More than 90 academics, politicians and lawyers in Norway have signed a public statement in support of the country's organizations that fight for the rights of people who use drugs and their right to be heard and included in political decisions. The petition was published on February 12 in Norway's largest daily newspaper, Verdens Gang. Signatories include two former Supreme Court judges and the leader of the Liberal Democrat party.
The group of Norwegian organizations believe that personal drug use should be decriminalized and that drugs should be regulated within the law, instead of a counterproductive blanket prohibition. People who use drugs in Norway also want better access to quality voluntary treatment while recognizing that most people who use drugs are healthy, productive individuals who do not require treatment. Their demands for decriminalization find support at the World Health Organization and U.N. Office of the High Commissioner for Human Rights.
With an important United Nations meeting on drug policy coming up in April, the United Nations General Assembly Special Session on Drugs (UNGASS), the organizations made the following recommendations for Norway's contribution to the special session on drugs in New York:
1. International drug policies must be grounded in human rights.
2. Norway must demand that countries in Asia and the Middle East immediately end capital punishment and forced internment against users and sellers of illegal drugs.
3. Use and possession of drugs for personal use must be completely decriminalized without punitive policies being replaced with new and intrusive sanctions.
4. Norway must be open about the fact that the majority of people who uses illegal drugs do not have drug problems. In a democracy they have a right not to be punished or persecuted.
5. Harm reducing measures with low thresholds, better housing, strengthened long-term follow-up and other measures designed to help those who experience problems with drugs must be widely available and voluntary.
6. Norway should, in a sensible manner, regulate currently illegal drugs within the law instead of a general prohibition that is ineffective and has catastrophic consequences abroad and domestically.
Ahead of the upcoming UN meeting, Norwegian activists and drug user organizations felt they were not being listened to in the preparatory process. The Norwegian government has boasted of strong civil society involvement and inclusion of people who use drugs, while in reality including anti-drug and temperance organizations that have no active drug users.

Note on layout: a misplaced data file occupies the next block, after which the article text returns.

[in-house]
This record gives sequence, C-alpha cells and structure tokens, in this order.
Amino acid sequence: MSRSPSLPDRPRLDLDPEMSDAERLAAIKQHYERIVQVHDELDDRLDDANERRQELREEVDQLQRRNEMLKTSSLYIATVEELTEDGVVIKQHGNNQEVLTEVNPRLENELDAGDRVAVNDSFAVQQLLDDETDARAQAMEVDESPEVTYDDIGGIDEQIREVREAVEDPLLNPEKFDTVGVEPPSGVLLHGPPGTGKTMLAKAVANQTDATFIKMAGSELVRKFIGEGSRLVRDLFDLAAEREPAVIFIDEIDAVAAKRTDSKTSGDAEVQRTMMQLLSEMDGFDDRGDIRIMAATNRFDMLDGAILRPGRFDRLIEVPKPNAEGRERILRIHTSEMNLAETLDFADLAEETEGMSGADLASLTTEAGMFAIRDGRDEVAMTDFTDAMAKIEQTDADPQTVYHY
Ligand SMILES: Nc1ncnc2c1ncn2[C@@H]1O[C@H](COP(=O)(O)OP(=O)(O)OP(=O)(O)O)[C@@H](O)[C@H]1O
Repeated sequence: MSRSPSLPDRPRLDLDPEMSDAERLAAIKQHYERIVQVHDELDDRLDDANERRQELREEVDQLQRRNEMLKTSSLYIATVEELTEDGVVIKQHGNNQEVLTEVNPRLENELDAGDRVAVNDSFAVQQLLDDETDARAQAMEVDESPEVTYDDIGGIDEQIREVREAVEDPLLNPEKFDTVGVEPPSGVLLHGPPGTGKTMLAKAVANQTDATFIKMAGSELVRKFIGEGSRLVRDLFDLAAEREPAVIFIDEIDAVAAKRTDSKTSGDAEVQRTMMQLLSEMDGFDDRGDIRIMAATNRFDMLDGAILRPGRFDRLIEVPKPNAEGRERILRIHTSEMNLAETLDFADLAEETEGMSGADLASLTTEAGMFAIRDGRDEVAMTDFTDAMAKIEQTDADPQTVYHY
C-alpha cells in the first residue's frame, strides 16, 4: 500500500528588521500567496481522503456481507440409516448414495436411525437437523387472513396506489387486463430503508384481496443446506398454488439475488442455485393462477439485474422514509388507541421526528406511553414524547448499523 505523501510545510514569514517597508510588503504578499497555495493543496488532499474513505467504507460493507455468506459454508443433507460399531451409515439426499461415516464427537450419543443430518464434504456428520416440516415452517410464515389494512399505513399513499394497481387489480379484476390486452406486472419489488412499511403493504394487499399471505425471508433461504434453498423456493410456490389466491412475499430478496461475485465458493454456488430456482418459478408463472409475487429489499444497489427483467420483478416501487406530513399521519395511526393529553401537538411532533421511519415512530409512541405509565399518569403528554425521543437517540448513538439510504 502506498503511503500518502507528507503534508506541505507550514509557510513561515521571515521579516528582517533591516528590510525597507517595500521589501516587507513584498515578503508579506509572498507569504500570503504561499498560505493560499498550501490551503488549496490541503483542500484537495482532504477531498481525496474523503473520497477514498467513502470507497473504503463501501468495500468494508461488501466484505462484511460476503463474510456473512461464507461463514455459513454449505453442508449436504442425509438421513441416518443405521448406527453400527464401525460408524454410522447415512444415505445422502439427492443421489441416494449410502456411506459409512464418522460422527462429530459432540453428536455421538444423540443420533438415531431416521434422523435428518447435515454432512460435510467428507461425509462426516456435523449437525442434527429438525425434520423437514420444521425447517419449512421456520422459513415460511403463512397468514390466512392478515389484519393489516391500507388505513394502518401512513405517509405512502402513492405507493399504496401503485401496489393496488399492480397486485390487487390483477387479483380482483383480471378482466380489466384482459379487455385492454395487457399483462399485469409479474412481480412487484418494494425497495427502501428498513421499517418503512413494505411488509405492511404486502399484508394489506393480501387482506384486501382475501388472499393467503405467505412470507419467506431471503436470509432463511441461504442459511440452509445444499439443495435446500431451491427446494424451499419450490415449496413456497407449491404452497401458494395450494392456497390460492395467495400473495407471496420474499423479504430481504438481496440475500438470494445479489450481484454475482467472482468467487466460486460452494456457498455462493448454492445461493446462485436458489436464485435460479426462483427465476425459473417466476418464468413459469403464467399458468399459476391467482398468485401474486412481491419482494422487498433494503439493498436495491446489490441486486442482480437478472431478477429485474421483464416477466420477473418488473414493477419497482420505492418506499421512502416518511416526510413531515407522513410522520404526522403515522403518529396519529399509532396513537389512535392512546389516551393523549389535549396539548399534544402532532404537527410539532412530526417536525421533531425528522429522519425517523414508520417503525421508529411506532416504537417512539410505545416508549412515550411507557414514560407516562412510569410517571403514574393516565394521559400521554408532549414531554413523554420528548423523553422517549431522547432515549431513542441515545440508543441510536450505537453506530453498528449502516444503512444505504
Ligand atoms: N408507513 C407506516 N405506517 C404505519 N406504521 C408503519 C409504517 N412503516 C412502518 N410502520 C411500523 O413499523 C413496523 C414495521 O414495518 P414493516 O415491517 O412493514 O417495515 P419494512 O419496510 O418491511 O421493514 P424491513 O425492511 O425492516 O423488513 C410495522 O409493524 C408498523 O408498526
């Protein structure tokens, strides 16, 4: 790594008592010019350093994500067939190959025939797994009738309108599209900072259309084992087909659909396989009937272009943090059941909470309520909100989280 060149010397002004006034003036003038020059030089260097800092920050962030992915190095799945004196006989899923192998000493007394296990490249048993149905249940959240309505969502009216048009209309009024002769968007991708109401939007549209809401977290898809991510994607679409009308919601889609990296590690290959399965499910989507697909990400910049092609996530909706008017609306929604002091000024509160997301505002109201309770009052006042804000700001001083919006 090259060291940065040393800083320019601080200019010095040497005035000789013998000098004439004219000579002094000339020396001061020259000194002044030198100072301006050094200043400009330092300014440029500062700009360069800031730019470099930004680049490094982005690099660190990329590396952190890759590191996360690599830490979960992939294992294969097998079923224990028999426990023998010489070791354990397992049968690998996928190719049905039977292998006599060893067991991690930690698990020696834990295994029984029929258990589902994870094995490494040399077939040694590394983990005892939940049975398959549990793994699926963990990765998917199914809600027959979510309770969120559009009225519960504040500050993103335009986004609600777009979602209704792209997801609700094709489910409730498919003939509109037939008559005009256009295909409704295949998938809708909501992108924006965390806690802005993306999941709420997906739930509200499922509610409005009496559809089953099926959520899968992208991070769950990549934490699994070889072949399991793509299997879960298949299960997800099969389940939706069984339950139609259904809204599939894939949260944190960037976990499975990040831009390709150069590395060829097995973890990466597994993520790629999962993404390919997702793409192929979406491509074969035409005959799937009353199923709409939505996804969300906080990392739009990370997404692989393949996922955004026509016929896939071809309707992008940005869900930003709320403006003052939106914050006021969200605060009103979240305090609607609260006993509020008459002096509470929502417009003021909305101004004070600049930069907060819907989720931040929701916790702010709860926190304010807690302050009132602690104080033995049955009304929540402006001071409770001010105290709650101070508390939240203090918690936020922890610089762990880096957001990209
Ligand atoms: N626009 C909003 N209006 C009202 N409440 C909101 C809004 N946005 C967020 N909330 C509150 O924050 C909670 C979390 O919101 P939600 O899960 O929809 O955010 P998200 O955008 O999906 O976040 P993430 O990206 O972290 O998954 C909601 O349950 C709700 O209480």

Norway's minister of Health, Bent Høie, received the statement in person on March 1 at a public meeting in Oslo, where he reaffirmed the Norwegian government's intention to keep including the temperance movement as their main partner at the U.N.
Despite its progressive stances in other areas, Norway has strict drug laws and focuses on punitive sanctions against drug use. People who use drugs are fined, imprisoned or subjected to demeaning drug control regimes and given criminal records. The sale or import of drugs (even cannabis) can result prison sentences that are on par with those handed out for murder, making Norway one of the strictest countries in Europe.
Recently, Norway has expanded its drug court program, which in effect is a form of forced treatment. The Department of Justice has misleadingly called the program 'voluntary' (you could always 'choose' prison instead of supervised urine controls). Real penal reforms have not been on the table.
However, with this loud call from Norwegian organizations, supported by influential voices, there is hope that Norway will soon join the growing chorus of progressive countries demanding drug policies grounded in health and human rights.
Arild Knutsen is a long-time drug user activist and founder and leader of The Norwegian Association for Humane Drug Policies, which is a part the International Network of People who Use Drugs (INPUD). Knutsen is a vocal supporter of harm reduction, substitution treatment, social help for people addicted to drugs, and legal and regulated sales of cannabis. Knutsen was named citizen of the year by readers of the largest newspaper in Oslo in 2009 and won Amnesty Norway's annual prize in 2014.